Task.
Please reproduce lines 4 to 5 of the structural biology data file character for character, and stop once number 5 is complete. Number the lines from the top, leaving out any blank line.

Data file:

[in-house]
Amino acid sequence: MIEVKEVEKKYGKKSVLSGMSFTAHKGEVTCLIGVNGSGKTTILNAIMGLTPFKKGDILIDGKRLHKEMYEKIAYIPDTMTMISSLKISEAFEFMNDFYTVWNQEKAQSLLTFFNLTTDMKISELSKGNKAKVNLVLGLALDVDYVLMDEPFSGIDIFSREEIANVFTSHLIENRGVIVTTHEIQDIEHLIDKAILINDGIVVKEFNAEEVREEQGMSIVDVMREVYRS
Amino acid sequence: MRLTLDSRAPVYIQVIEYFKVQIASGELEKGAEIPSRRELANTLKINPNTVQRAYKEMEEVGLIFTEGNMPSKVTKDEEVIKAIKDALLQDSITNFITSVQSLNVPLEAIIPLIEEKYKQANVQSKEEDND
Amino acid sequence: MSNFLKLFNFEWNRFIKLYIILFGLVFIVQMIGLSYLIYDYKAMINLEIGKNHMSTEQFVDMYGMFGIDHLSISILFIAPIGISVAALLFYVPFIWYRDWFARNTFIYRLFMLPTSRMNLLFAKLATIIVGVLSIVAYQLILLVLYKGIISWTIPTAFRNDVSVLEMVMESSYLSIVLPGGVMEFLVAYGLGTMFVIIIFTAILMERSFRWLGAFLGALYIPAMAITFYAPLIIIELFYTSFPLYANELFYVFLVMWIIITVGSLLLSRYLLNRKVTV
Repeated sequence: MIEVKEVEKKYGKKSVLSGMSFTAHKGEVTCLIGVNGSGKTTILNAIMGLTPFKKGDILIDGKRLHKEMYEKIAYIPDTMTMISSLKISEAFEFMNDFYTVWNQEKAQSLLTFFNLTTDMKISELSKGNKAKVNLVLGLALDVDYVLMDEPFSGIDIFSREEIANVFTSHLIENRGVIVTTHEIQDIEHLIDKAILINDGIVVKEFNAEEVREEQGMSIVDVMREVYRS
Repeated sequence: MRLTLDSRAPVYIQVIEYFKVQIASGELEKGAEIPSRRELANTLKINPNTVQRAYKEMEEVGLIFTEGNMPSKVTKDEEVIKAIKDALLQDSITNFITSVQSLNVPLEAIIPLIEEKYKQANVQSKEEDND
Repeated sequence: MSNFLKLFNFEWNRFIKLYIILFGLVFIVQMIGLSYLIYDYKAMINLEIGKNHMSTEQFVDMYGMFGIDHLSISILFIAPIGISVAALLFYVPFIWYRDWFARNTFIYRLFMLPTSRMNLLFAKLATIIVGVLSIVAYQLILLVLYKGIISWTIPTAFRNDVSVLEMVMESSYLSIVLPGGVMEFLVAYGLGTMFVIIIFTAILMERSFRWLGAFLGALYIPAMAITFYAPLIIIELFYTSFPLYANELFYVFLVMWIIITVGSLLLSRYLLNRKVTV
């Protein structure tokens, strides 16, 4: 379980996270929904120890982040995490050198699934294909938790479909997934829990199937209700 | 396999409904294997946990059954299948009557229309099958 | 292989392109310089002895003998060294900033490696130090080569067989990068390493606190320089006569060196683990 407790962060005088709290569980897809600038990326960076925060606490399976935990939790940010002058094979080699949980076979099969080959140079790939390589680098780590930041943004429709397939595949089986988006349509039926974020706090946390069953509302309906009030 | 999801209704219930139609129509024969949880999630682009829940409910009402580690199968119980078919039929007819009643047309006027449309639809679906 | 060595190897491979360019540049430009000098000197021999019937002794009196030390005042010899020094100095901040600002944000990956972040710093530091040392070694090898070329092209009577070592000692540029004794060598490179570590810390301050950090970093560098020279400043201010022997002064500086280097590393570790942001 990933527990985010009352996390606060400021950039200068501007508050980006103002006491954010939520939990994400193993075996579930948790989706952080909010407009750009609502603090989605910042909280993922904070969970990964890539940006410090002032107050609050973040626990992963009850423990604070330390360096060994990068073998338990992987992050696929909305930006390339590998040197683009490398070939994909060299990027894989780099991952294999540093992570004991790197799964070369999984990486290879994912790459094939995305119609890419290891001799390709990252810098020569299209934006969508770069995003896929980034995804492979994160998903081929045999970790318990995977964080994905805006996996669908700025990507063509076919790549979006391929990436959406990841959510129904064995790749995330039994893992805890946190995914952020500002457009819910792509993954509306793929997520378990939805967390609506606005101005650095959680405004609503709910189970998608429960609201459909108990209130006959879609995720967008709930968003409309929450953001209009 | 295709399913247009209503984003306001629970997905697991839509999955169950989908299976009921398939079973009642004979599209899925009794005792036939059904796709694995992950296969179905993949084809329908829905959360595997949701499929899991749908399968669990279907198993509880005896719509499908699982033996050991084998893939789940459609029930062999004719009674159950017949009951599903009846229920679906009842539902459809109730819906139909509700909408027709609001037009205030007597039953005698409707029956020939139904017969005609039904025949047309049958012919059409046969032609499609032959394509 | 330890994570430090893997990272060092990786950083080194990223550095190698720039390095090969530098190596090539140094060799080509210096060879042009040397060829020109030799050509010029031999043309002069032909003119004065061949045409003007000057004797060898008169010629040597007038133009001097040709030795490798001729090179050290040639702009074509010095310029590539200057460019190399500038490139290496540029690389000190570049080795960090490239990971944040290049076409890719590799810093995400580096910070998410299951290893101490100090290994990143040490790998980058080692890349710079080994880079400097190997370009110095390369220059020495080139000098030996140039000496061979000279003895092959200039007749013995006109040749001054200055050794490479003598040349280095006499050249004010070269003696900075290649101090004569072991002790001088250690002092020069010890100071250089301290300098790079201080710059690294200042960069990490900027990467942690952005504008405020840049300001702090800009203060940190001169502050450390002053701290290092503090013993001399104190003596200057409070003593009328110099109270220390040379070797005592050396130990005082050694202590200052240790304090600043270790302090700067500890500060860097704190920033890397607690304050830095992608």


Amino acid sequence: MSNFLKLFNFEWNRFIKLYIILFGLVFIVQMIGLSYLIYDYKAMINLEIGKNHMSTEQFVDMYGMFGIDHLSISILFIAPIGISVAALLFYVPFIWYRDWFARNTFIYRLFMLPTSRMNLLFAKLATIIVGVLSIVAYQLILLVLYKGIISWTIPTAFRNDVSVLEMVMESSYLSIVLPGGVMEFLVAYGLGTMFVIIIFTAILMERSFRWLGAFLGALYIPAMAITFYAPLIIIELFYTSFPLYANELFYVFLVMWIIITVGSLLLSRYLLNRKVTV
Repeated sequence: MIEVKEVEKKYGKKSVLSGMSFTAHKGEVTCLIGVNGSGKTTILNAIMGLTPFKKGDILIDGKRLHKEMYEKIAYIPDTMTMISSLKISEAFEFMNDFYTVWNQEKAQSLLTFFNLTTDMKISELSKGNKAKVNLVLGLALDVDYVLMDEPFSGIDIFSREEIANVFTSHLIENRGVIVTTHEIQDIEHLIDKAILINDGIVVKEFNAEEVREEQGMSIVDVMREVYRS